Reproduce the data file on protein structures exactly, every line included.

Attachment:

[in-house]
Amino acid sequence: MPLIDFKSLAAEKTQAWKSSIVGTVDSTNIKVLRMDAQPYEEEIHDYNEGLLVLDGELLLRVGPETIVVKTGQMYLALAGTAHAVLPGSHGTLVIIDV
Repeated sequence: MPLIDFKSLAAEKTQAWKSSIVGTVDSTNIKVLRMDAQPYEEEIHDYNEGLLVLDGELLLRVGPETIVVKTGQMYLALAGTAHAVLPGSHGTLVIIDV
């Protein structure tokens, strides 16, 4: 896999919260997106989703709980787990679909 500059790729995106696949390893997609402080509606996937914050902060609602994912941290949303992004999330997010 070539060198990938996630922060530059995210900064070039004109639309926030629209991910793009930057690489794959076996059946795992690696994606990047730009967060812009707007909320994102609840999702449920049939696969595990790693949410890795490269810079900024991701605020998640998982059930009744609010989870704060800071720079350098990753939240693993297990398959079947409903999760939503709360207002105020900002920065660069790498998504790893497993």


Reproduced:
[in-house]
Amino acid sequence: MPLIDFKSLAAEKTQAWKSSIVGTVDSTNIKVLRMDAQPYEEEIHDYNEGLLVLDGELLLRVGPETIVVKTGQMYLALAGTAHAVLPGSHGTLVIIDV
Repeated sequence: MPLIDFKSLAAEKTQAWKSSIVGTVDSTNIKVLRMDAQPYEEEIHDYNEGLLVLDGELLLRVGPETIVVKTGQMYLALAGTAHAVLPGSHGTLVIIDV
């Protein structure tokens, strides 16, 4: 896999919260997106989703709980787990679909 500059790729995106696949390893997609402080509606996937914050902060609602994912941290949303992004999330997010 070539060198990938996630922060530059995210900064070039004109639309926030629209991910793009930057690489794959076996059946795992690696994606990047730009967060812009707007909320994102609840999702449920049939696969595990790693949410890795490269810079900024991701605020998640998982059930009744609010989870704060800071720079350098990753939240693993297990398959079947409903999760939503709360207002105020900002920065660069790498998504790893497993």